People have hopped on private jets to escape Hurricane Ian, Bloomberg reported.
A private jet operator said requests for flights out of Florida grew in the run-up to the storm.
Airports that have stopped commercial operations include Orlando, Naples, Tampa, Jacksonville, and Fort Meyers.
Flexjet, a company that operates private jets, said in comments first provided to Bloomberg and later shared with Insider that requests for flights out of Florida had mounted in the run-up to the storm, with private-aircraft owners planning their escapes over the weekend. It said that some customers had wanted to travel within Florida, to areas not expected to be affected by the storm.
"The request volume coming in has been heavy but manageable," Flexjet said.
It warned that airport closures and whether they sustained damage could impact its ability to access certain locations. The company has a private terminal in Naples on Florida's southwest coast — one of the main areas being battered by the storm.
Magellan Jets is also advertising private jet services to people in Florida. "Need to fly out of Florida?" a page on its website reads. "The sooner a decision is made to fly, the greater our ability will be to match you with favorable availability and pricing."
Bloomberg reported that there had been a surge in private jets flying out of the state, citing data from flight-tracking site FlightAware that showed a 71% increase in private jet flights leaving Tampa, Naples, and Orlando on Monday and Tuesday compared to two weeks ago.
The jets flew to destinations including Chicago, Dallas, and vacation spots like Mexico, Aspen, Colorado, and Nantucket, Massachusetts, Bloomberg reported.
Flexjet told Insider that it had also received requests from people looking to fly into Florida, likely wanting to prepare their homes for the storm, and said that it was prepared for a surge in flights both in and out of Florida after the hurricane.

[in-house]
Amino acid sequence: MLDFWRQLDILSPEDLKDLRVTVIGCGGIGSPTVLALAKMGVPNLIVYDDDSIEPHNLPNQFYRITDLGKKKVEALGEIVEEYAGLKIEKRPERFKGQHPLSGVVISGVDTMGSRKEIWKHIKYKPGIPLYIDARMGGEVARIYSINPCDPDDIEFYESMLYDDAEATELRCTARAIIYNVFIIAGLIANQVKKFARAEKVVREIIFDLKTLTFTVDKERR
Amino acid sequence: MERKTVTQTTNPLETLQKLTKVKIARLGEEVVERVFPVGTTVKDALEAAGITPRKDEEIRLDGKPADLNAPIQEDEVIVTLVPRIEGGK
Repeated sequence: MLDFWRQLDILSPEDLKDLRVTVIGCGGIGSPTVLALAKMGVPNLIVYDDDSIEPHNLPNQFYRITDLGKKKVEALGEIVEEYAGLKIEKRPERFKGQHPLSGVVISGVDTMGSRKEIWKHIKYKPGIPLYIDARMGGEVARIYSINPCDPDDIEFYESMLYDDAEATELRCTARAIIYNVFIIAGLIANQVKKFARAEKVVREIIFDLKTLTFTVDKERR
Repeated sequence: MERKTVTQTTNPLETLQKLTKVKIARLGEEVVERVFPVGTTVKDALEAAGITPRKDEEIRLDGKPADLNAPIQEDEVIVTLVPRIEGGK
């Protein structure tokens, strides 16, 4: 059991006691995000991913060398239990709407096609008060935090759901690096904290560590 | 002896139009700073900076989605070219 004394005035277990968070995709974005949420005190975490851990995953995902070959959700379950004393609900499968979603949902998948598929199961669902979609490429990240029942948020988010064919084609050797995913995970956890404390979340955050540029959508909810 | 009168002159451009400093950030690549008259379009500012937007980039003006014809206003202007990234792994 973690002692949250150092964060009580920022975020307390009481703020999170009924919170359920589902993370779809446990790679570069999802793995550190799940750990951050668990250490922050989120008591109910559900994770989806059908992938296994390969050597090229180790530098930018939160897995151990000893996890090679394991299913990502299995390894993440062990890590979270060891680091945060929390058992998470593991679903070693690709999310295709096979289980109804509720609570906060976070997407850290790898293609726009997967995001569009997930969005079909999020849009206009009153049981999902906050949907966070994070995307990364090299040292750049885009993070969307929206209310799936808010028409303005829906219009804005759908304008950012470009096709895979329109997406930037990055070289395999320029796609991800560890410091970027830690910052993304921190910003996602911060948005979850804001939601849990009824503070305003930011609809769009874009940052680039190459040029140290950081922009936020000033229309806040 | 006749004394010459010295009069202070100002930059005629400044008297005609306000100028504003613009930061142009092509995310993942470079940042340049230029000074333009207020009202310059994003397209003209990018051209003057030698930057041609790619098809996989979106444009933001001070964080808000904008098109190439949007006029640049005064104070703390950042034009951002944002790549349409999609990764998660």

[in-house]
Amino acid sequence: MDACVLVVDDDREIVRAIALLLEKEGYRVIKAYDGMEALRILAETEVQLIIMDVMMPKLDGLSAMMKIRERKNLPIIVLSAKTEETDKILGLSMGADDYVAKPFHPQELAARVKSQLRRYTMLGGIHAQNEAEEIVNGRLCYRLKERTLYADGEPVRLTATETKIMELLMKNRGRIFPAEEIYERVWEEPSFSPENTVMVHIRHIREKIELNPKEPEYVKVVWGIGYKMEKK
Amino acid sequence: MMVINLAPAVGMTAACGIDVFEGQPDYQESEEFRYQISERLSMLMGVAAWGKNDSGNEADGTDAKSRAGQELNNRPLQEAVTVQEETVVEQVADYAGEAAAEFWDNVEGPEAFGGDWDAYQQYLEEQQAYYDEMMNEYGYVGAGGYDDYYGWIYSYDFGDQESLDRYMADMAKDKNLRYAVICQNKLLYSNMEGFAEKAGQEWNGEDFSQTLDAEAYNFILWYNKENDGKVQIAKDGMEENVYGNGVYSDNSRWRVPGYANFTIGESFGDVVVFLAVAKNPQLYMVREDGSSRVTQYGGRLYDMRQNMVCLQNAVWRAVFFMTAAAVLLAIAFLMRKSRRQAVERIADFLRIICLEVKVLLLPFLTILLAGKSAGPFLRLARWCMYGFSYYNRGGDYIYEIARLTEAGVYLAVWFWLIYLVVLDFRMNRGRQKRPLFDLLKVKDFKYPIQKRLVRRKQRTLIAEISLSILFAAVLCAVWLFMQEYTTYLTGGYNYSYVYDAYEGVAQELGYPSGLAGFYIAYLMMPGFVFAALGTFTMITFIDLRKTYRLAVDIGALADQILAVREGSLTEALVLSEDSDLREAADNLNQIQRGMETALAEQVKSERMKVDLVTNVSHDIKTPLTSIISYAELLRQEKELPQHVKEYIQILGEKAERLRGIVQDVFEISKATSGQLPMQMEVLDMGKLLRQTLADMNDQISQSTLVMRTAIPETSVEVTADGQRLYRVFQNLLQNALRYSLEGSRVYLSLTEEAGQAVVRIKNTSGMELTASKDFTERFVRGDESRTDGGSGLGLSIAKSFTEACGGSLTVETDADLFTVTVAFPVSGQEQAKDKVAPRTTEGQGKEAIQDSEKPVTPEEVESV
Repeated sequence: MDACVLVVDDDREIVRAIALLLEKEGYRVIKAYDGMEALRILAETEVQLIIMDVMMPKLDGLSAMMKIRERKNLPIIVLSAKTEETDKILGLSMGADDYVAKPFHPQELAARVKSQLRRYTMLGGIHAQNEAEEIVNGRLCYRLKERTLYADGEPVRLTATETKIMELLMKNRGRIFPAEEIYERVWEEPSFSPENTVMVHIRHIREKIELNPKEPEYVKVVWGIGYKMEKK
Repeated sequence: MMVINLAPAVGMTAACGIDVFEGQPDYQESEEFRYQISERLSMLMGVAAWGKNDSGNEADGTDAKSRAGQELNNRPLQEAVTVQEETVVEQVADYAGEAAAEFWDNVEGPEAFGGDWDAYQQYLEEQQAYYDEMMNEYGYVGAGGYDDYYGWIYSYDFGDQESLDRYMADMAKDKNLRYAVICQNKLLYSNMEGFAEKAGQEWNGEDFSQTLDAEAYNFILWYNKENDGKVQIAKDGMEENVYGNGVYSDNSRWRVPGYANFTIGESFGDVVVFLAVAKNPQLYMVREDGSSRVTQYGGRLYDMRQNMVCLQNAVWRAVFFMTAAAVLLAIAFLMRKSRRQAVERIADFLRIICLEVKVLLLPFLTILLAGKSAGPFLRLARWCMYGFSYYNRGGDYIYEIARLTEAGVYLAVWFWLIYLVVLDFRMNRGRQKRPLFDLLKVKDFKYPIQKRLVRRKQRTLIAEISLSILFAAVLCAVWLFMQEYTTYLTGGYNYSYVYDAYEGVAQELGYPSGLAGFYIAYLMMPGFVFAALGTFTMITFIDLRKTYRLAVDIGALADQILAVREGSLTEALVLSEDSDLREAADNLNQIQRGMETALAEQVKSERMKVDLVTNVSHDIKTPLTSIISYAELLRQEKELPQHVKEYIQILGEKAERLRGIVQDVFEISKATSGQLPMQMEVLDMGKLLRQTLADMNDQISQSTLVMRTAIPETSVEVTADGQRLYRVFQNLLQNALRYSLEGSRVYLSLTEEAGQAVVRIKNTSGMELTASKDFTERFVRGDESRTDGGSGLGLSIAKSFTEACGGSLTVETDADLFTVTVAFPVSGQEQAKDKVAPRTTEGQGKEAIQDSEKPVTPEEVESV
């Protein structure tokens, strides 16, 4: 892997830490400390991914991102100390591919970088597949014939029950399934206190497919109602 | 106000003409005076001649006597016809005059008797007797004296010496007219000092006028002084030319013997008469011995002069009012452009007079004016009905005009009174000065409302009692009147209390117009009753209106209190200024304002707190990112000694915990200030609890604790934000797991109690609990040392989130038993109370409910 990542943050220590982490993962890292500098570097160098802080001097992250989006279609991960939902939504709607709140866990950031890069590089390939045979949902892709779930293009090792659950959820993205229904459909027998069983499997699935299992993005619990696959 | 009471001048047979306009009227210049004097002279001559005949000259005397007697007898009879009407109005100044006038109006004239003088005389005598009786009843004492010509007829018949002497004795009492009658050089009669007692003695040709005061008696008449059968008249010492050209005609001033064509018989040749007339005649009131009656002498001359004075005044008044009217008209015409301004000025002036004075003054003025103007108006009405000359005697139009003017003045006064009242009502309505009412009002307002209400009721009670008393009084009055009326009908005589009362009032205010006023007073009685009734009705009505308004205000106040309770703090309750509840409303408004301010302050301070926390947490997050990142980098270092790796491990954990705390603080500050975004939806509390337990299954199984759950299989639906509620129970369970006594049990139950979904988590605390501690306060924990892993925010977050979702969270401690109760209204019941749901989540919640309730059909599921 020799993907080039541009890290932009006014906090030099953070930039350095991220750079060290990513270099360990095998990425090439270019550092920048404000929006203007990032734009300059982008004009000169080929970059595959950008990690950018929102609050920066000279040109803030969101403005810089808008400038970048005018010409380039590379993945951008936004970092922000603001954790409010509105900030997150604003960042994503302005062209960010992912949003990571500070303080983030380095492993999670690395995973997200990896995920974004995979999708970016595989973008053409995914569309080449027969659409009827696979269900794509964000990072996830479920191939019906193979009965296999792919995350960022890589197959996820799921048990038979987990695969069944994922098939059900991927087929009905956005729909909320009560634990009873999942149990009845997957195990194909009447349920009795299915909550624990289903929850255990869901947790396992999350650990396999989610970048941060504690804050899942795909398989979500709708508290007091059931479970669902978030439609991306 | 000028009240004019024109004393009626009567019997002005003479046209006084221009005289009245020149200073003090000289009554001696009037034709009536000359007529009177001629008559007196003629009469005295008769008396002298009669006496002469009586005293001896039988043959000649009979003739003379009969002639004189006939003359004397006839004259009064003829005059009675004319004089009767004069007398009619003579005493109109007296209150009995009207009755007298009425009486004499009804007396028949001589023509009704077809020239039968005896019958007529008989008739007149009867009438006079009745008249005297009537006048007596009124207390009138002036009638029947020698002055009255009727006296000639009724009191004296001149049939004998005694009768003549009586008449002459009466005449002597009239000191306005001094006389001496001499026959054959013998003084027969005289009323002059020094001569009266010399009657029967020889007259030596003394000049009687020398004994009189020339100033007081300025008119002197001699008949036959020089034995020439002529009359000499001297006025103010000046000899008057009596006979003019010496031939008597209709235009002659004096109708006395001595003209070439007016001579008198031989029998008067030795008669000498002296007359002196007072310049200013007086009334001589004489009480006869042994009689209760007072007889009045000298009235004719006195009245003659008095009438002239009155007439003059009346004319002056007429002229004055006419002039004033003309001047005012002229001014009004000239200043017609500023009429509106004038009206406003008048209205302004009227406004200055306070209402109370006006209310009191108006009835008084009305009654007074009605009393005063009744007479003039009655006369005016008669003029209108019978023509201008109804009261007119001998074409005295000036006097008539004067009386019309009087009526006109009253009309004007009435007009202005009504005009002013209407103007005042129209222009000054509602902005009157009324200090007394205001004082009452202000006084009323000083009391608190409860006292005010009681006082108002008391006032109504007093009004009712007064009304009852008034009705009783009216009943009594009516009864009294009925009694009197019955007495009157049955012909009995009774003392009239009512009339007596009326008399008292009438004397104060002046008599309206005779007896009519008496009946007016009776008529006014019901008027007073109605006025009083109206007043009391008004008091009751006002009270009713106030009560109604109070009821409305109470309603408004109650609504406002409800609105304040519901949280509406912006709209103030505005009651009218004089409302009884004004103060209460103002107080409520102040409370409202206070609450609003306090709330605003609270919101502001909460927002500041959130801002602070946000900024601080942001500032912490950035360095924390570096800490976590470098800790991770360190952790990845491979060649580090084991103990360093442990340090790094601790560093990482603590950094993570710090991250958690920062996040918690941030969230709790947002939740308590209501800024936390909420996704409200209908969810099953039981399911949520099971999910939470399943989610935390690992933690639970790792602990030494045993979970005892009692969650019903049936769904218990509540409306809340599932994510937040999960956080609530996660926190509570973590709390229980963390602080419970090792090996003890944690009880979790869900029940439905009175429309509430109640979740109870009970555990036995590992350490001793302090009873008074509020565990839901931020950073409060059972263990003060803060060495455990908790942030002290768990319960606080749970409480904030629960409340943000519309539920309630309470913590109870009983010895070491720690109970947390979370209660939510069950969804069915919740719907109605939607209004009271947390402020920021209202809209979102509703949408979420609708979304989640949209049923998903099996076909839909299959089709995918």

Flexjet said it had around 200 crewmembers living in Florida who were scheduled to be on duty this week.
"Some are home and want to stay home; some are already out and want to go home; some want to just secure their house and then go out and fly," a company spokesperson said. "We are accommodating every crewmember's request."
Commercial airlines, in contrast, have been staying away from the Sunshine State. A map of routes shared by FlightAware shows bigger aircraft giving Ian a "wide birth" on Tuesday.
Airports that have stopped commercial operations over the past two days include ones in Orlando, Naples, Tampa, Jacksonville, and Fort Meyers. On Wednesday, around 2,000 flights to or from the biggest airports in Orlando, Tampa, Fort Lauderdale, Miami, or Fort Myers were canceled, per data from FlightAware.
Hurricane Ian made landfall near Cayo Costa on Wednesday as a Category 4 storm, though it has since been weakened to become a tropical storm. It has brought catastrophic winds, storm surges, and flooding to the state, and has left more than 2.5 million homes in southwest Florida without power. Some local hotels are cutting their rates so that residents can shelter from the storm.
The National Hurricane Center says that there is a danger of "life-threatening" storm surge along the coasts of northeast Florida, Georgia, and South Carolina over Thursday and Friday, as well as strong winds.
It also warned that "widespread, life-threatening catastrophic flooding, with major to record river flooding" was expected to continue in central Florida through to the end of the week.
Read the original article on Business Insider